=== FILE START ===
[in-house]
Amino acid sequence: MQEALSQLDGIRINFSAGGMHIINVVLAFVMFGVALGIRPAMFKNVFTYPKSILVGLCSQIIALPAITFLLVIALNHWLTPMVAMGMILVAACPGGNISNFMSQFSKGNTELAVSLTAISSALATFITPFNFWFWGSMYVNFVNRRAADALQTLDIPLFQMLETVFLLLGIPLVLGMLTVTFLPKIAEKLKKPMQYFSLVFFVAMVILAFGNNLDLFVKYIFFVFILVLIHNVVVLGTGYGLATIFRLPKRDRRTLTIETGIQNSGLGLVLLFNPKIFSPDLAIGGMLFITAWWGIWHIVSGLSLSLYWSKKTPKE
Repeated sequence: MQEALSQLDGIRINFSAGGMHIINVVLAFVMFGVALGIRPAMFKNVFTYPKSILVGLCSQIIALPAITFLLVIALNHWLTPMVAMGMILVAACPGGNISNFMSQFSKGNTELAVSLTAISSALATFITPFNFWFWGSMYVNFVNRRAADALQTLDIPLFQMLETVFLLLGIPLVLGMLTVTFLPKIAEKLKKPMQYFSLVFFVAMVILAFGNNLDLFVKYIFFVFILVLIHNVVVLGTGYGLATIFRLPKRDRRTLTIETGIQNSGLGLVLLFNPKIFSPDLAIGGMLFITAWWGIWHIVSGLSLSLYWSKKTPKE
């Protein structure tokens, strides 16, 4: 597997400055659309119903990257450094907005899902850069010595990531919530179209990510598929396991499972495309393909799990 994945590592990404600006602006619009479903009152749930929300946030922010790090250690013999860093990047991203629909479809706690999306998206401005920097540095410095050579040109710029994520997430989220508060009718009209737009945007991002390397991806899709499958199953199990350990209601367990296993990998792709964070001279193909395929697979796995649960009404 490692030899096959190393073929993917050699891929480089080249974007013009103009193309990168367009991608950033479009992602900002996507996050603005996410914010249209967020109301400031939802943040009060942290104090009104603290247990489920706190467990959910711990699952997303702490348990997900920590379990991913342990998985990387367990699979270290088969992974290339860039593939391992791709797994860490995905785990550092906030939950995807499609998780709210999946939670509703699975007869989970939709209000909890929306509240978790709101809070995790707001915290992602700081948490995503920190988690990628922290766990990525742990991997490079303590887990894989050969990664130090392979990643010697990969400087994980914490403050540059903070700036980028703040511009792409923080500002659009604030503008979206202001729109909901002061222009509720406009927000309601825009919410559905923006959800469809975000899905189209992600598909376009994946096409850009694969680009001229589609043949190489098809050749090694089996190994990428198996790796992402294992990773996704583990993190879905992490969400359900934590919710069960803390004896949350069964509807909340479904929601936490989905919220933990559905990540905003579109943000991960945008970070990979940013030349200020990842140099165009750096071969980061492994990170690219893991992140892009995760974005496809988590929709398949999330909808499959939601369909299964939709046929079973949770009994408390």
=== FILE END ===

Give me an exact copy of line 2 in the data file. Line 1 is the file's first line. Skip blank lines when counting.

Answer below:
Amino acid sequence: MQEALSQLDGIRINFSAGGMHIINVVLAFVMFGVALGIRPAMFKNVFTYPKSILVGLCSQIIALPAITFLLVIALNHWLTPMVAMGMILVAACPGGNISNFMSQFSKGNTELAVSLTAISSALATFITPFNFWFWGSMYVNFVNRRAADALQTLDIPLFQMLETVFLLLGIPLVLGMLTVTFLPKIAEKLKKPMQYFSLVFFVAMVILAFGNNLDLFVKYIFFVFILVLIHNVVVLGTGYGLATIFRLPKRDRRTLTIETGIQNSGLGLVLLFNPKIFSPDLAIGGMLFITAWWGIWHIVSGLSLSLYWSKKTPKE